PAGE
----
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And like a harpy tires on my life.
50 Theridamas and Tamburlaine, I die: And fearful vengeance light upon you both!
[CosRoe dies.—TAMBURLAINE takes the crown and
puts it on.
Tamb. Not all the curses which the’ furies breathe,
Shall make me leave so rich a prize as this.
Theridamas, Techelles, and the rest,
Who think you now is king of Persia ?
All. Tamburlaine ! Tamburlaine !
Tamb. Though Mars himself, the angry god of arms, And all the earthly potentates conspire To dispossess me of this diadem,
60 Yet will I wear it in despite of them, As great commander of this eastern world, If you but say that Tamburlaine shall reign.
All. Long live Tamburlaine and reign in Asia !
Tamb. So now it is more surer on my head,
Than if the gods had held a Parliament,
And all pronounced me king of Persia.
Enter BAJAZETH, the Kings of Fez, MOROCCO, and
ARGIER, with others in great pomp.
Baj. Great kings of Barbary and my portly bassoes," We hear the Tartars and the eastern thieves, Under the conduct of one Tamburlaine, Presume a bickering with your emperor, And think to rouse us from our dreadful siege of the famous Grecian Constantinople. You know our army is invincible; As many circumcised Turks we have, And warlike bands of Christians renied, As hath the ocean or the Terrene sea Small drops of water when the moon begins To join in one her semicircled horns. Yet would we not be braved with foreign power, Nor raise our siege before the Grecians yield, Or breathless lie before the city walls.
i The old form of Pashas.
il.c, Christians who have abjured their faith. Dyce compares a passage of Sir John Maundevile (p. 209, ed. 1725) :-"And that Ydole is the God of false Christen that han rencyed bire feythe."
K. of Fez. Renowmèd emperor, and mighty general,
What, if you sent the bassoes of your guard
To charge him to remain in Asia,
Or else to threaten death and deadly arms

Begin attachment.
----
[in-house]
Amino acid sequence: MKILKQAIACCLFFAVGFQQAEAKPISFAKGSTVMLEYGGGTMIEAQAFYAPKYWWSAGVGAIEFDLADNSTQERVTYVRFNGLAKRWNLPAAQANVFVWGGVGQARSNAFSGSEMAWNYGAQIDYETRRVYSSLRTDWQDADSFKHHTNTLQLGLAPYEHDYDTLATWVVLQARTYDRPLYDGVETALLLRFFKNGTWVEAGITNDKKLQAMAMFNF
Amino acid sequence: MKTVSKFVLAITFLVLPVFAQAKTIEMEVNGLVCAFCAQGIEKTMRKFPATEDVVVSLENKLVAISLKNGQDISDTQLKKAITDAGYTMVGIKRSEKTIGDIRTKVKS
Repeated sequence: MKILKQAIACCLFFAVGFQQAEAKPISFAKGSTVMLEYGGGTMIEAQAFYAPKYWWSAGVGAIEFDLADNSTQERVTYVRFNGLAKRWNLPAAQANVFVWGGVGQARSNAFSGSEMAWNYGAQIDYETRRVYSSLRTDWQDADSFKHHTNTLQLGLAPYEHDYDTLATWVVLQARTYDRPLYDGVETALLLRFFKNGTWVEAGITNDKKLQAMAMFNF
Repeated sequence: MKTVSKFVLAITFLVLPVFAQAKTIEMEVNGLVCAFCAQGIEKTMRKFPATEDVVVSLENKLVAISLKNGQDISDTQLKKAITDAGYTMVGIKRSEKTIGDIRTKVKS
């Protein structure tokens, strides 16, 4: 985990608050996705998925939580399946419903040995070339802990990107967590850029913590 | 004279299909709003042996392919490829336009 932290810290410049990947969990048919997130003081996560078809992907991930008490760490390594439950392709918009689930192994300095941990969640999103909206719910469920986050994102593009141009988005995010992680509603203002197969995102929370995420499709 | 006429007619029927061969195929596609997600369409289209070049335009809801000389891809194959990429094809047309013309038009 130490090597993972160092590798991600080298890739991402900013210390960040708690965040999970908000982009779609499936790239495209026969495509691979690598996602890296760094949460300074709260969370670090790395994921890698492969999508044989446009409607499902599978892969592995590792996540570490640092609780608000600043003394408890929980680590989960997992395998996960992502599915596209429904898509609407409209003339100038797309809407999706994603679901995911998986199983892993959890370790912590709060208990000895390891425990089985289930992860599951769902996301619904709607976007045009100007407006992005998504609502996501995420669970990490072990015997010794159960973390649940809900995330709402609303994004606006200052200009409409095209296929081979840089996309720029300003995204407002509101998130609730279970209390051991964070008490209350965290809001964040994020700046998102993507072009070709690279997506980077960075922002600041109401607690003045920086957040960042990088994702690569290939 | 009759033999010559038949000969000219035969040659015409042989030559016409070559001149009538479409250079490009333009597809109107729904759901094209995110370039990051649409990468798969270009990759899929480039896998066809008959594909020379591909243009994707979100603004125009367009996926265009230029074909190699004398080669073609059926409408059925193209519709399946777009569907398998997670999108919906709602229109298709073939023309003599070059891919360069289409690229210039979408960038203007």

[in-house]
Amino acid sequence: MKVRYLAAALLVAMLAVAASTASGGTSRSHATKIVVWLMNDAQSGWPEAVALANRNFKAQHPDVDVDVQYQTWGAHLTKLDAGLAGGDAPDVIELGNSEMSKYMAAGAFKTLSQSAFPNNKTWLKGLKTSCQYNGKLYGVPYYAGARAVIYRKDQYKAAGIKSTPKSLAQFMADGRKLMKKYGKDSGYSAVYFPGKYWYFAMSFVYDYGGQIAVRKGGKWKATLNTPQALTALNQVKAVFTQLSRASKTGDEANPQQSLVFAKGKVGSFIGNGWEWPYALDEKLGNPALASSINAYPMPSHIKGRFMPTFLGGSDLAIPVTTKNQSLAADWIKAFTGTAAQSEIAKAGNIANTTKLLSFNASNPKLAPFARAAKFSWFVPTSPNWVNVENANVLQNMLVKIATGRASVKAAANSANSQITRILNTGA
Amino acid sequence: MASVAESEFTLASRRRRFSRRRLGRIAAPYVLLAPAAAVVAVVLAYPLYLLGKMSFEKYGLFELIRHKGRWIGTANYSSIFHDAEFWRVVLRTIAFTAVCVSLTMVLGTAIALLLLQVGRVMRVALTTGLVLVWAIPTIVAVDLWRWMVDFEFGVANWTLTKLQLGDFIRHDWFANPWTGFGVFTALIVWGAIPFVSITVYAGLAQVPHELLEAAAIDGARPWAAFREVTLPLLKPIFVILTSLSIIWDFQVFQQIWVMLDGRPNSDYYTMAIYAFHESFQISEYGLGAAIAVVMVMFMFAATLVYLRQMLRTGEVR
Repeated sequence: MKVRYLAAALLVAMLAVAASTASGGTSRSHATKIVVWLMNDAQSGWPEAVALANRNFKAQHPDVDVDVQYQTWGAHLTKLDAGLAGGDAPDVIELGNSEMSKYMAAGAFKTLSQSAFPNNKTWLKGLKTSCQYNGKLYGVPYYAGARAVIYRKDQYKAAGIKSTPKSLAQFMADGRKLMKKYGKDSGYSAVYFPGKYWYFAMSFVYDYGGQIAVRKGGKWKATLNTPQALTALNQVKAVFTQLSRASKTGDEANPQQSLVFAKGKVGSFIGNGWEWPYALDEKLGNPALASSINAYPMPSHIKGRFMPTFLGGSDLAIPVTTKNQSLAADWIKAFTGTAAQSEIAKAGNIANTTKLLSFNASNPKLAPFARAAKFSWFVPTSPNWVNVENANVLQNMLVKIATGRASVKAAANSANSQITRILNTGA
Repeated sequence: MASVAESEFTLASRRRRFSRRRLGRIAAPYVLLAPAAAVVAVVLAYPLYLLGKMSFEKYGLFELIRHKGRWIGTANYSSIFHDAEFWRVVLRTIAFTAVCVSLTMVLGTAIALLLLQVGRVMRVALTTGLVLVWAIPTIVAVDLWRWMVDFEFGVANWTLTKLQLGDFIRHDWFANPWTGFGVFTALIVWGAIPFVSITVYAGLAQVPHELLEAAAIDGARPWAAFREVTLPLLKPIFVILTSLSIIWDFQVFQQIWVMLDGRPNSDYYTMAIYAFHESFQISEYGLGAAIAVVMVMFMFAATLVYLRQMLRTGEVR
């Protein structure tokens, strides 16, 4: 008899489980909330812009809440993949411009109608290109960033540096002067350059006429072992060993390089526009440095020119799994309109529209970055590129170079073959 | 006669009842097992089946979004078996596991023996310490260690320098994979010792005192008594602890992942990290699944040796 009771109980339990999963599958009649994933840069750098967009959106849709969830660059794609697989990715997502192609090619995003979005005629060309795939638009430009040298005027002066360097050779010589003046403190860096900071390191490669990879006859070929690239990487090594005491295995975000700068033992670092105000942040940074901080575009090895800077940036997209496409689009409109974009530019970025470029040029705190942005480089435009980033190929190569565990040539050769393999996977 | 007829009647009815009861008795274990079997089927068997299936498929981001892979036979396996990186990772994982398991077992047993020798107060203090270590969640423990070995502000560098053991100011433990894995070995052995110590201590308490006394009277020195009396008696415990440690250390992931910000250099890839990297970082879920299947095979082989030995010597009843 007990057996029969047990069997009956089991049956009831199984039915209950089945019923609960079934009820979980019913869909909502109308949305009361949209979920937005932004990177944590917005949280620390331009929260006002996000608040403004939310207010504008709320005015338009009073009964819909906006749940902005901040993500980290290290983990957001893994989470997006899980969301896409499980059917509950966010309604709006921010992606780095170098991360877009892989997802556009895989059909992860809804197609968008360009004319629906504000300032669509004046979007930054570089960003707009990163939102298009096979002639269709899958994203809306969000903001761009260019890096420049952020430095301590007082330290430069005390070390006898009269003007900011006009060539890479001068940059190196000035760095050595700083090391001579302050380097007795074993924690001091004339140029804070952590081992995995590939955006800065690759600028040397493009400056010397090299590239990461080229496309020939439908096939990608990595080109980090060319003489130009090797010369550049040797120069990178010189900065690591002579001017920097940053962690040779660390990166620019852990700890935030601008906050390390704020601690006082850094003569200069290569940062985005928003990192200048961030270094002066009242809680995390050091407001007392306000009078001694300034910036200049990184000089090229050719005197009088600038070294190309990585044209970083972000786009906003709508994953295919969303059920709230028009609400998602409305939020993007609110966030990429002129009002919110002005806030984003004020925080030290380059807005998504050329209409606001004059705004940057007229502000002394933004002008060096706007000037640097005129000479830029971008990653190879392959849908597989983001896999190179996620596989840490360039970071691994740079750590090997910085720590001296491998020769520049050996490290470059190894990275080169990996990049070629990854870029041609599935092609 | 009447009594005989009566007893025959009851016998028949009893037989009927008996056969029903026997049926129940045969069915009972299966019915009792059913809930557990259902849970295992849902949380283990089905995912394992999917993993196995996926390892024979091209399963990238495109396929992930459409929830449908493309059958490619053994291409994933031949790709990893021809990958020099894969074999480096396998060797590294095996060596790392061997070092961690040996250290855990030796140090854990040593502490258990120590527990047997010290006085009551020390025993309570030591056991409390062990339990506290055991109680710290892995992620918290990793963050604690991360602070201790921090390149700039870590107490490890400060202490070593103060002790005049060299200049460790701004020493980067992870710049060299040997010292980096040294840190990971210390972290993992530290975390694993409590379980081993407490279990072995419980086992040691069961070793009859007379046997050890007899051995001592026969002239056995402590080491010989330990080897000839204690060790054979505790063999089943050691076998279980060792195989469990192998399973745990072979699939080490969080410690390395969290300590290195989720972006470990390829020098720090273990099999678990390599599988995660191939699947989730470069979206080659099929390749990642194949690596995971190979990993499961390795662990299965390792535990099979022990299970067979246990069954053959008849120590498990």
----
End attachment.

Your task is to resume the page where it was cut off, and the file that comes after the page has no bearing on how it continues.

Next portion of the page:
As from the mouth of mighty Bajazeth.
Baj. Hie thee, my basso, fast to Persia,
Tell him thy lord, the Turkish emperor,
Dread lord of Afric, Europe, and Asia,
Great king and conqueror of Græcia,
The ocean, Terrene, and the Coal-black sea,
The high and highest monarch of the world
Wills and commands (for say not I entreat),
Not once to set his foot on Africa,
Or spread his colours (once) in Græcia,
Lest he incur the fury of my wrath.
Tell him I am content to take a truce,
Because I hear he bears a valiant mind :
But if, presuming on his silly power,
He be so mad to manage arms with me,
Then stay thou with him ; say, I bid thee so:
And if, before the sun have measured heaven
With triple circuit, thou regreet us not,
We mean to take his morning's next arise
For messenger he will not be reclaimed,
And mean to fetch thee in despite of him.
Bas. Most great and puissant monarch of the earth,
Your basso will accomplish your behest,
And show your pleasure to the Persian,
As fits the legate of the stately Turk. [Exit Bas.
Arg. They say he is the king of Persia;
But, if he dare attempt to stir your siege,
"Twere requisite he should be ten times more,
For all filesh quakes at your magnificence.
Baj. True, Argier; and tremble[s] at my looks.
K. of Mor. The spring is hindered by your smother-
50 For neither rain can fall upon the earth, Nor sun reflex his virtuous beams thereon, The ground is mantled with such multitudes.
Baj. All this is true as holy Mahomet; And all the trees are blasted with our breaths. K. of Fez. What thinks your greatness best to be
In pursuit of the city's overthrow ?
Baj. I will the captive pioners ? of Argier
Cut off the water that by leaden pipes
Runs to the city from the mountain Camon.
Two thousand horse shall forage up and down,
That no relief or succour come by land:
And all the sea my gallies countermand.
Then shall our footmen lie within the trench,
And with their cannons mouthed like Orcus' gulf,
Batter the walls, and we will enter in;
And thus the Grecians shall be conquered.
1 Cl. iv. 4, 1, 2, “ Refering hues of blood upon their heads." • The old form (found in Shakespeare, Milton, &c.) of "pioneers."
Enter ZENOCRATE, AGYDAS, ANIPPE, with others.
Agyd. Madam Zenocrate, may I presume
To know the cause of these unquiet fits,
That work such trouble to your wonted rest?
'Tis more than pity such a heavenly face
Should by heart's sorrow wax so wan and pale,
When your offensive rape by Tamburlaine,
(Which of your whole displeasures should be most)
Hath seemed to be digested long ago.
Zeno. Although it be digested long ago,
As his exceeding favours have deserved,
And might content the Queen of Heaven, as well
As it hath changed my first conceived disdain,
Yet since a farther passion feeds my thoughts
With ceaseless and disconsolate conceits,
Which dyes my looks so lifeless as they are,
And might, if my extremes had full events,
Make me the ghastly counterfeit of death.
Agd. Eternal heaven sooner be dissolved,
And all that pierceth Phoebus' silver eye,
Before such hap fall to Zenocrate !
Zeno. Ah, life and soul, still hover in his breast
And leave my body senseless as the earth.
Or else unite you to his life and soul,
That I may live and die with Tamburlaine !